Notes on the Rugby World Cup Final (and why I can’t lose)

A quick post on this event because it’s the only important thing over here at the moment* and it’s a matchup between my home nation and my adopted nation. But first, some groundwork:

Rugby is not my favourite sport, and thus, this game isn’t as important to me as it is to a lot of other people, for whom rugby is their favourite sport.

I do live in South Africa, but I am English. Therefore, I support South Africa in each and every sport and endeavour, unless they are playing against England, in which case, I support England. This is not an unreasonable stance: if any Saffas want to take issue with it (and there’s usually at least one who does), then they should consider their approach on an equivalent scenario should they be living in the UK. But then, even if they foolishly and disingenuously argue that they would drop the Springboks and follow England religiously, I still think my method makes sense.

It makes sense to me, anyway. And that’s really all that matters.

So yes, despite being in South Africa and being surrounded by South Africans tomorrow, I will be supporting England, cheering them on, hoping they are successful in tackling, running and scoring, and generally feeling optimistic that they will win the game. (A little assistance for anyone that hasn’t quite grasped the idea of “supporting”, there.)

But… (there’s always a but, isn’t there?) because of my lack of passion for egg-chasing generally, and because I’ve been here for almost 16 years now, I’m not 100% invested in my choice of prospective winner. If it were football and I’d only been here for a few weeks, I would be, but it’s not football and this is my home, so I’m not.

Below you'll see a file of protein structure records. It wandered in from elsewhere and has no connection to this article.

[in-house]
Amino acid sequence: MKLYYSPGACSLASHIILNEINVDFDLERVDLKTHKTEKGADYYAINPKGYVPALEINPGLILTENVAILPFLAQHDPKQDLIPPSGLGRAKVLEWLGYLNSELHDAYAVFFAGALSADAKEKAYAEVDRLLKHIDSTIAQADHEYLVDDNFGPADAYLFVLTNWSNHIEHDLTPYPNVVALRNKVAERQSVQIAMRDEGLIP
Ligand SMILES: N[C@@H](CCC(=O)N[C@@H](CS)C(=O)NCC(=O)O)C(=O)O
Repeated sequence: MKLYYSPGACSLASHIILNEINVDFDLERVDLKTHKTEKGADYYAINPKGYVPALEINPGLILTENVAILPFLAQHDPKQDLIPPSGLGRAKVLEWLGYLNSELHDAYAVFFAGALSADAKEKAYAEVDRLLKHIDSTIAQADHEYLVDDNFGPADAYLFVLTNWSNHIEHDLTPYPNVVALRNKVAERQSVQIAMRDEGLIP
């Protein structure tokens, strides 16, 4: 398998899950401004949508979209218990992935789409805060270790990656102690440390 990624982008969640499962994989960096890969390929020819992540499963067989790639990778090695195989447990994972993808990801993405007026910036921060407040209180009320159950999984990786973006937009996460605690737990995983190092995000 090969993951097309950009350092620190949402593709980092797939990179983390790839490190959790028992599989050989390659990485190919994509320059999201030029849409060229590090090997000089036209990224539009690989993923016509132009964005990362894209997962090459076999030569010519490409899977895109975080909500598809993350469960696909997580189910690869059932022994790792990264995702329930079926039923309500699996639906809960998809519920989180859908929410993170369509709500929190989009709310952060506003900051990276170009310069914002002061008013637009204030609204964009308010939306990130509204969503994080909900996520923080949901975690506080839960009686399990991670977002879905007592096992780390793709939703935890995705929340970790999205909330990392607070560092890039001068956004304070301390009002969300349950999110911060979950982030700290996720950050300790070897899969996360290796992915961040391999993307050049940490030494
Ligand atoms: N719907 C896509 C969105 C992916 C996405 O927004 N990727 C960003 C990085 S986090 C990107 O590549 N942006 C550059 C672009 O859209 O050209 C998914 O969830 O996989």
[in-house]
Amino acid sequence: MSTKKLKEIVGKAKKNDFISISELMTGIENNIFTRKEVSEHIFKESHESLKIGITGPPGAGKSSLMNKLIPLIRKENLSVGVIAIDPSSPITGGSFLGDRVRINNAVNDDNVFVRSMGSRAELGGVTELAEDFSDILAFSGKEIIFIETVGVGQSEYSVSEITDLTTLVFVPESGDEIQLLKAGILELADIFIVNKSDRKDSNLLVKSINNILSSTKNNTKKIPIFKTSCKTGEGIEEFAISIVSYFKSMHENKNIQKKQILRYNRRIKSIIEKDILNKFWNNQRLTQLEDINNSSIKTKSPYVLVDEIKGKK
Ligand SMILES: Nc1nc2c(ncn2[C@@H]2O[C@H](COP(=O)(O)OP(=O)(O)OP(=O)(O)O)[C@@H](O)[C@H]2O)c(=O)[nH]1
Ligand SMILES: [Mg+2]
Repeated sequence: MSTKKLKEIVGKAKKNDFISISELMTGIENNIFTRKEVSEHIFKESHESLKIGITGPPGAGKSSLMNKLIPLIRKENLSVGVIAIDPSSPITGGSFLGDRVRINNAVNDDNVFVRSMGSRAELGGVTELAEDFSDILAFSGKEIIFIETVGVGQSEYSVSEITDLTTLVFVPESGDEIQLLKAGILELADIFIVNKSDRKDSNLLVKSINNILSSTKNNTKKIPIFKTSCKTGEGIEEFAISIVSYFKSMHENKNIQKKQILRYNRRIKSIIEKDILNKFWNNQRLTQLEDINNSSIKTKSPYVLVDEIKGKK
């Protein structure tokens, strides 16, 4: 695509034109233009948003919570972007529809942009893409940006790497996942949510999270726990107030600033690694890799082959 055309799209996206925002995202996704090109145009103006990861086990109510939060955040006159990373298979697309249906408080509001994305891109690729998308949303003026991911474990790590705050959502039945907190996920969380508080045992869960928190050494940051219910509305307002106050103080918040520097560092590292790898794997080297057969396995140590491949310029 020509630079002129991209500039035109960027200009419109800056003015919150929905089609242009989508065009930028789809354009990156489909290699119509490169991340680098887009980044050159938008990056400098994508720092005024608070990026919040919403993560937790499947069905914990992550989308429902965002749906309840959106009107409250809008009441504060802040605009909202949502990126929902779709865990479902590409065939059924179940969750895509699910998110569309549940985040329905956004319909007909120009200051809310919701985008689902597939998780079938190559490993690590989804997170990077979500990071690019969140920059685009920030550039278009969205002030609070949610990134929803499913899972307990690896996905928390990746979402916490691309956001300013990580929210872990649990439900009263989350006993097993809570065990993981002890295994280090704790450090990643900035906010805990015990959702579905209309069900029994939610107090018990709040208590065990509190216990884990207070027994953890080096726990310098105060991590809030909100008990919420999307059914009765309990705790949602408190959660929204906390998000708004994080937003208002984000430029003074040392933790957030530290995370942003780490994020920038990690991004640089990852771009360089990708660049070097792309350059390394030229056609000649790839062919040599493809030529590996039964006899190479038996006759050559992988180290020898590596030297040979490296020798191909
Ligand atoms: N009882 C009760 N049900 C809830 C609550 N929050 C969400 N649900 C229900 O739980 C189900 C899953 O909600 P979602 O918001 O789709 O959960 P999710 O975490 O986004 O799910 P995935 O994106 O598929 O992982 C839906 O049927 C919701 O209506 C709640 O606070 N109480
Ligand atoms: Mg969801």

For context, the “big game” for me this weekend is Sheffield United v Burnley.

What I’m saying (and here, you might argue that I’m getting a bit soppy) is that because of the absolute state that SA is in at the moment, because we are faced literally each and every day with ever more tales of crime, corruption, general misery and impending economic disaster, I would dearly love a bit of good news. We all would.

It’s an old adage that sport unites, but it really is true. The passion and support that the Springboks’ World Cup run has generated has brought the nation together – it always does – and left the naysayers at the extremes of the political spectrum outnumbered and thankfully, thoroughly outvoiced.

And so, should South Africa defy the odds and lift the trophy tomorrow, I will really not mind too much. More than anything since JZ resigned as President, and more than anything until JZ is convicted on all those corruption charges, that would really make a huge positive difference to this repeatedly battered nation.

In conclusion, I really can’t lose tomorrow*.
I might as well just drink beer and have a good time.

 

* T&Cs apply

Borrowed tweet sums me up

England beat Australia in the Rugby World Cup quarter final:

I mean… it’s great. Well done, boys and all that, but… that’s about all.

I will be happy with two more wins in the competition, but my Alan Partridge shrug will remain.

The World Cup win

I’ve been quite surprised at the online reaction to England’s Cricket World Cup win last night. So many calls that Stokes’ inadvertent extra boundary shouldn’t have counted, or should have counted for less (fewer?); so many people saying that the final outcome being decided by the number of boundaries in the game was “unfair” or “too arbitrary”.

Allow me a couple of points, if you will.

Firstly, it’s fine to be irrational, as long as you know you’re being irrational. Sport brings out the irrational side in a lot of people, and yesterday’s game encouraged it even more simply because it was so spectacular, so topsy-turvy, so big: and so damn close. The fact that it was played in such great spirit and with such gracious sportsmanship only adds to the emotion, and to the belief that neither side deserved to lose: that they should have simply declared it a draw (which is clearly hugely irrational, but it’s ok, because I know that I’m doing it).